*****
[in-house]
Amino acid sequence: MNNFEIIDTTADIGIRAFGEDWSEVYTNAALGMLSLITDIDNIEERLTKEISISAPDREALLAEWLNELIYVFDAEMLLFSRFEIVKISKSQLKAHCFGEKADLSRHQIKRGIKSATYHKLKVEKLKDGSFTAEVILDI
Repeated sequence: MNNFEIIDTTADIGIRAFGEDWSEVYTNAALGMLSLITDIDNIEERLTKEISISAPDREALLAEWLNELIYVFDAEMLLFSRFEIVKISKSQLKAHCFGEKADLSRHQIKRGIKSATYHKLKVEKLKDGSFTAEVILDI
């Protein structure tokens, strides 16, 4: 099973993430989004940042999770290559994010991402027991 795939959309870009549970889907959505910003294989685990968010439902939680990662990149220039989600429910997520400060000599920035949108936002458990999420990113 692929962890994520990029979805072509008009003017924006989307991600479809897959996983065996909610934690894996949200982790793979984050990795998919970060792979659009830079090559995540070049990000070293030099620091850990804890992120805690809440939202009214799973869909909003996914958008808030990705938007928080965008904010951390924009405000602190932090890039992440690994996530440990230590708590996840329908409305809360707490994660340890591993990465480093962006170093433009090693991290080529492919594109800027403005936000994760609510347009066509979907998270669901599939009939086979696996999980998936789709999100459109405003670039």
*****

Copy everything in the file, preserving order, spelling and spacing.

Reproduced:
[in-house]
Amino acid sequence: MNNFEIIDTTADIGIRAFGEDWSEVYTNAALGMLSLITDIDNIEERLTKEISISAPDREALLAEWLNELIYVFDAEMLLFSRFEIVKISKSQLKAHCFGEKADLSRHQIKRGIKSATYHKLKVEKLKDGSFTAEVILDI
Repeated sequence: MNNFEIIDTTADIGIRAFGEDWSEVYTNAALGMLSLITDIDNIEERLTKEISISAPDREALLAEWLNELIYVFDAEMLLFSRFEIVKISKSQLKAHCFGEKADLSRHQIKRGIKSATYHKLKVEKLKDGSFTAEVILDI
């Protein structure tokens, strides 16, 4: 099973993430989004940042999770290559994010991402027991 795939959309870009549970889907959505910003294989685990968010439902939680990662990149220039989600429910997520400060000599920035949108936002458990999420990113 692929962890994520990029979805072509008009003017924006989307991600479809897959996983065996909610934690894996949200982790793979984050990795998919970060792979659009830079090559995540070049990000070293030099620091850990804890992120805690809440939202009214799973869909909003996914958008808030990705938007928080965008904010951390924009405000602190932090890039992440690994996530440990230590708590996840329908409305809360707490994660340890591993990465480093962006170093433009090693991290080529492919594109800027403005936000994760609510347009066509979907998270669901599939009939086979696996999980998936789709999100459109405003670039």